In an effort to woo more corporate users to the platform, Dropbox for Business is elevating one of its features touted to be most in-demand by current users.
Previously only available to Dropbox's early access program, the Groups and Groups API is being pushed out to wider availability.
Essentially, now any team subscribing to Dropbox for Business can create and manage lists of members within Dropbox and designate access to specific folders.
Team admins can also sync groups with Microsoft Active Directory data.
Since first launching last fall, Dropbox boasted more than 12,000 companies have already signed up and started using groups functionality.
To keep the momentum going, the Groups API is being aimed at developers for integrating Dropbox for Business groups with existing IT systems.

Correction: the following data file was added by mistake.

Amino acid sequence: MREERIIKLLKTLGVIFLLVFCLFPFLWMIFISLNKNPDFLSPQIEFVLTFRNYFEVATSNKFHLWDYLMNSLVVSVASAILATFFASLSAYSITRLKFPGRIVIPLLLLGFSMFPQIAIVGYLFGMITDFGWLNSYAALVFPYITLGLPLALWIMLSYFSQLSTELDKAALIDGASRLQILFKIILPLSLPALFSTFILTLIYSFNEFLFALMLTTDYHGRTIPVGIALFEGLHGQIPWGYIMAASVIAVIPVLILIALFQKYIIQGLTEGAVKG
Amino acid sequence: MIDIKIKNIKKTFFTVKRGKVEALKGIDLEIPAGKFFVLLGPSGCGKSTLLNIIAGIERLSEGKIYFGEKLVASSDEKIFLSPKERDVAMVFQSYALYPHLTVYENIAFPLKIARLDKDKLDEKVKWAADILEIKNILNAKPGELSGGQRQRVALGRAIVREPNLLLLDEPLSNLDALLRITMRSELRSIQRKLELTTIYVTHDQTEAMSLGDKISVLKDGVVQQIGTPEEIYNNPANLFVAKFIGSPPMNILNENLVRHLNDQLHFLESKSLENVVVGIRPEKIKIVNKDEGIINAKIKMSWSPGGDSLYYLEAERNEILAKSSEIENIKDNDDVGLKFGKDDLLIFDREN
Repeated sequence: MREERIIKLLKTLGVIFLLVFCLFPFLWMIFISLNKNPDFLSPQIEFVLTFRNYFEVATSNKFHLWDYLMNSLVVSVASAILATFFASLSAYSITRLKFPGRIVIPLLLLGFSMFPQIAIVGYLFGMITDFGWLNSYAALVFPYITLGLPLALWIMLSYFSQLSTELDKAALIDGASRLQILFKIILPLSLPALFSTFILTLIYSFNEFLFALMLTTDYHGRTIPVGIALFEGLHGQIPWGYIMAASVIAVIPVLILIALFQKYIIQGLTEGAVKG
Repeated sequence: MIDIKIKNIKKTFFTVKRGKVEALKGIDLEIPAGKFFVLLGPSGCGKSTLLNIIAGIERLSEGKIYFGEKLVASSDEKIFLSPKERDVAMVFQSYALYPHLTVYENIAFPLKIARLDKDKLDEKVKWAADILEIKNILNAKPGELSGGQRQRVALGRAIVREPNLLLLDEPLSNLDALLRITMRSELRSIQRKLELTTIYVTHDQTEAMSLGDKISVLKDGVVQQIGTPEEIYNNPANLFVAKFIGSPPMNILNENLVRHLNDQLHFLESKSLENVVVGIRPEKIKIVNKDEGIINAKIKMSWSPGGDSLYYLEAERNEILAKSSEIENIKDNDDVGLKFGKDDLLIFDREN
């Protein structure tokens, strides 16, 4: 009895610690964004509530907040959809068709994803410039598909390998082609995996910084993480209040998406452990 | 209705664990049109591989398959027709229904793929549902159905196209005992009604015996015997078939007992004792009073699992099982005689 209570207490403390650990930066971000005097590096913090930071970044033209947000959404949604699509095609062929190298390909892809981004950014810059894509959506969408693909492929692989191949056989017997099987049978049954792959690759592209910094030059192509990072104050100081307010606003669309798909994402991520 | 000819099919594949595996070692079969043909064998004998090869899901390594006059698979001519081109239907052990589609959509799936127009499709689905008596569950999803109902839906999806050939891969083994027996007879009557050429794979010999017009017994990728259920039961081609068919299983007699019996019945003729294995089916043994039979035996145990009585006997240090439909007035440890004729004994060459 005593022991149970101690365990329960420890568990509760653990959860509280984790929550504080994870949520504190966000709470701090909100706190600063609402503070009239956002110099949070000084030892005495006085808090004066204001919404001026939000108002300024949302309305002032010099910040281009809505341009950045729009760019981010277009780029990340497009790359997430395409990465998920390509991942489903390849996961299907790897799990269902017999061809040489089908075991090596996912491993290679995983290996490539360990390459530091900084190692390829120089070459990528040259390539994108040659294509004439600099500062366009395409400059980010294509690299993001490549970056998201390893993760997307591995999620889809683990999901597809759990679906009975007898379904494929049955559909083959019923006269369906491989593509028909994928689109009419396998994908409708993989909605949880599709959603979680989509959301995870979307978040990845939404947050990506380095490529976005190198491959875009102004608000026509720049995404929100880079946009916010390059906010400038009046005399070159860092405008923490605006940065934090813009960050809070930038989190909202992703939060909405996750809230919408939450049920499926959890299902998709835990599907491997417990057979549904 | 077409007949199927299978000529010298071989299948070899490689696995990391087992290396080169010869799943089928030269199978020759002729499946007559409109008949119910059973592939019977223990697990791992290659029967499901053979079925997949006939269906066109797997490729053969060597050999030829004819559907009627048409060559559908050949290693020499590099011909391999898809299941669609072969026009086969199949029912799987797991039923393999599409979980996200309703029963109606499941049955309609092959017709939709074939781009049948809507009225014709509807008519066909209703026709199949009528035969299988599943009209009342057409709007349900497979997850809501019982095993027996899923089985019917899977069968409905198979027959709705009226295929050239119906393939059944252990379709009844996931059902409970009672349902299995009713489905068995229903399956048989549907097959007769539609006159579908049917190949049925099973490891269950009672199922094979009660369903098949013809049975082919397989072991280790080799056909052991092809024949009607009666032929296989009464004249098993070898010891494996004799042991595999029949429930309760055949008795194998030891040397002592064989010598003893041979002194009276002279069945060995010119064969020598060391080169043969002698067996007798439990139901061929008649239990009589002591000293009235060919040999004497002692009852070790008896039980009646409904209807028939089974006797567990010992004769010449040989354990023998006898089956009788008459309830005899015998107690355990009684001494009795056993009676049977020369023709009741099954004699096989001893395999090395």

Dropbox noted a few high-profile identity management and DLP providers already tapping into the API, such as Okta, Centrify and Windows Azure.
The cloud storage platform also pledged it will be adding turnkey AD sync capability, based on the Groups API, in the next few months.
The Groups API rollout follows the debut of the Dropbox for Business API last December, promised to bestow IT administrators with the ability to install applications into every Dropbox across their enterprise with the click of a button.
The API launched already tapping into enterprise solutions from an initial 20 partner companies, including DocuSign, Splunk, Dell and Cisco, among others.
By the end of 2014, Dropbox for Business counted more than 100,000 companies as customers worldwide.
Image via Dropbox